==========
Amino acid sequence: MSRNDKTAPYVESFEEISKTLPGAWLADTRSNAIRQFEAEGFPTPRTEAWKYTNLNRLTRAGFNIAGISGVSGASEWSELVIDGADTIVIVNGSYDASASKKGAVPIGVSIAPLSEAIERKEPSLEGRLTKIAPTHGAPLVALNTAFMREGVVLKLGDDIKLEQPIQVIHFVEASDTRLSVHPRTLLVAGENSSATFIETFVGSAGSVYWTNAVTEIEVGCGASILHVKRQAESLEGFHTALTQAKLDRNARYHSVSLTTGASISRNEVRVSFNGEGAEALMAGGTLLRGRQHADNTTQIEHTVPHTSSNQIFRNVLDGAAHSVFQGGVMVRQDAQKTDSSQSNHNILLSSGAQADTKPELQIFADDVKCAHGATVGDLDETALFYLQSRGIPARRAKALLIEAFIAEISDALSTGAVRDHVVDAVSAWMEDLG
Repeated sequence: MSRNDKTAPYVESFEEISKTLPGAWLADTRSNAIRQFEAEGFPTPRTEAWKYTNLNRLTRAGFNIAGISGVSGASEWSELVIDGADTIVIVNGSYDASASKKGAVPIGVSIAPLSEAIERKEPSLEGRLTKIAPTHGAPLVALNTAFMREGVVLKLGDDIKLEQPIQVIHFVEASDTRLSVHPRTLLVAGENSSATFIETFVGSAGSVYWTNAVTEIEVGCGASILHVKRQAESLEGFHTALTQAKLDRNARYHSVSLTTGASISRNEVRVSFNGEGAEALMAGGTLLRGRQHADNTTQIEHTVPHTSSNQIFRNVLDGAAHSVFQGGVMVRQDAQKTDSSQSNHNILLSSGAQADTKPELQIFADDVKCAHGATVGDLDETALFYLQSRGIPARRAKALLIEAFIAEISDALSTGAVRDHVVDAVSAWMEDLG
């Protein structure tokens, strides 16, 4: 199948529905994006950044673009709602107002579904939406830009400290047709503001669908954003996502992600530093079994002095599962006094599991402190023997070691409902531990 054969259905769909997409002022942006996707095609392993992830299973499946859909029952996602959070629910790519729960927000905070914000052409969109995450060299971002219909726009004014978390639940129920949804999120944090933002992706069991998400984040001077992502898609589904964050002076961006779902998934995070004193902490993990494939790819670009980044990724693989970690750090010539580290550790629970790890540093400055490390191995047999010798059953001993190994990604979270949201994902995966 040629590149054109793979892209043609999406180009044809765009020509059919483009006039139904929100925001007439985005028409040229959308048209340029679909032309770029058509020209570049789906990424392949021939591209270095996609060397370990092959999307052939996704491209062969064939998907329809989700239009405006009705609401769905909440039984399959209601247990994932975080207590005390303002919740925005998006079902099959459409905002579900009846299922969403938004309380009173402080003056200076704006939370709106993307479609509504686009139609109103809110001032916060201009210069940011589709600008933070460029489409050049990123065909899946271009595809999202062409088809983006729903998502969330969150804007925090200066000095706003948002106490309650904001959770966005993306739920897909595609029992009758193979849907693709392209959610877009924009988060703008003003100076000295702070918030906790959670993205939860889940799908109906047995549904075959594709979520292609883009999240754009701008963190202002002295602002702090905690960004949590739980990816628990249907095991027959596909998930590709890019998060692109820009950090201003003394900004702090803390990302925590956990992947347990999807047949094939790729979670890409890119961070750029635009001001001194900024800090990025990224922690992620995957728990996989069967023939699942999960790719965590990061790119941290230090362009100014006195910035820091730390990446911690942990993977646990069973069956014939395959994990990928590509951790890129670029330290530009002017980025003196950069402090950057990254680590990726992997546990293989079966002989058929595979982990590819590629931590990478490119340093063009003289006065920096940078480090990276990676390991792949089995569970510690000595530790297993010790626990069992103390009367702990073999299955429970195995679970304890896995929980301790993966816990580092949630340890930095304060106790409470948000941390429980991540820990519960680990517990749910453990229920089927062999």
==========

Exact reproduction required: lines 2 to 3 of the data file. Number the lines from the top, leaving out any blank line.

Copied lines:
Repeated sequence: MSRNDKTAPYVESFEEISKTLPGAWLADTRSNAIRQFEAEGFPTPRTEAWKYTNLNRLTRAGFNIAGISGVSGASEWSELVIDGADTIVIVNGSYDASASKKGAVPIGVSIAPLSEAIERKEPSLEGRLTKIAPTHGAPLVALNTAFMREGVVLKLGDDIKLEQPIQVIHFVEASDTRLSVHPRTLLVAGENSSATFIETFVGSAGSVYWTNAVTEIEVGCGASILHVKRQAESLEGFHTALTQAKLDRNARYHSVSLTTGASISRNEVRVSFNGEGAEALMAGGTLLRGRQHADNTTQIEHTVPHTSSNQIFRNVLDGAAHSVFQGGVMVRQDAQKTDSSQSNHNILLSSGAQADTKPELQIFADDVKCAHGATVGDLDETALFYLQSRGIPARRAKALLIEAFIAEISDALSTGAVRDHVVDAVSAWMEDLG
């Protein structure tokens, strides 16, 4: 199948529905994006950044673009709602107002579904939406830009400290047709503001669908954003996502992600530093079994002095599962006094599991402190023997070691409902531990 054969259905769909997409002022942006996707095609392993992830299973499946859909029952996602959070629910790519729960927000905070914000052409969109995450060299971002219909726009004014978390639940129920949804999120944090933002992706069991998400984040001077992502898609589904964050002076961006779902998934995070004193902490993990494939790819670009980044990724693989970690750090010539580290550790629970790890540093400055490390191995047999010798059953001993190994990604979270949201994902995966 040629590149054109793979892209043609999406180009044809765009020509059919483009006039139904929100925001007439985005028409040229959308048209340029679909032309770029058509020209570049789906990424392949021939591209270095996609060397370990092959999307052939996704491209062969064939998907329809989700239009405006009705609401769905909440039984399959209601247990994932975080207590005390303002919740925005998006079902099959459409905002579900009846299922969403938004309380009173402080003056200076704006939370709106993307479609509504686009139609109103809110001032916060201009210069940011589709600008933070460029489409050049990123065909899946271009595809999202062409088809983006729903998502969330969150804007925090200066000095706003948002106490309650904001959770966005993306739920897909595609029992009758193979849907693709392209959610877009924009988060703008003003100076000295702070918030906790959670993205939860889940799908109906047995549904075959594709979520292609883009999240754009701008963190202002002295602002702090905690960004949590739980990816628990249907095991027959596909998930590709890019998060692109820009950090201003003394900004702090803390990302925590956990992947347990999807047949094939790729979670890409890119961070750029635009001001001194900024800090990025990224922690992620995957728990996989069967023939699942999960790719965590990061790119941290230090362009100014006195910035820091730390990446911690942990993977646990069973069956014939395959994990990928590509951790890129670029330290530009002017980025003196950069402090950057990254680590990726992997546990293989079966002989058929595979982990590819590629931590990478490119340093063009003289006065920096940078480090990276990676390991792949089995569970510690000595530790297993010790626990069992103390009367702990073999299955429970195995679970304890896995929980301790993966816990580092949630340890930095304060106790409470948000941390429980991540820990519960680990517990749910453990229920089927062999």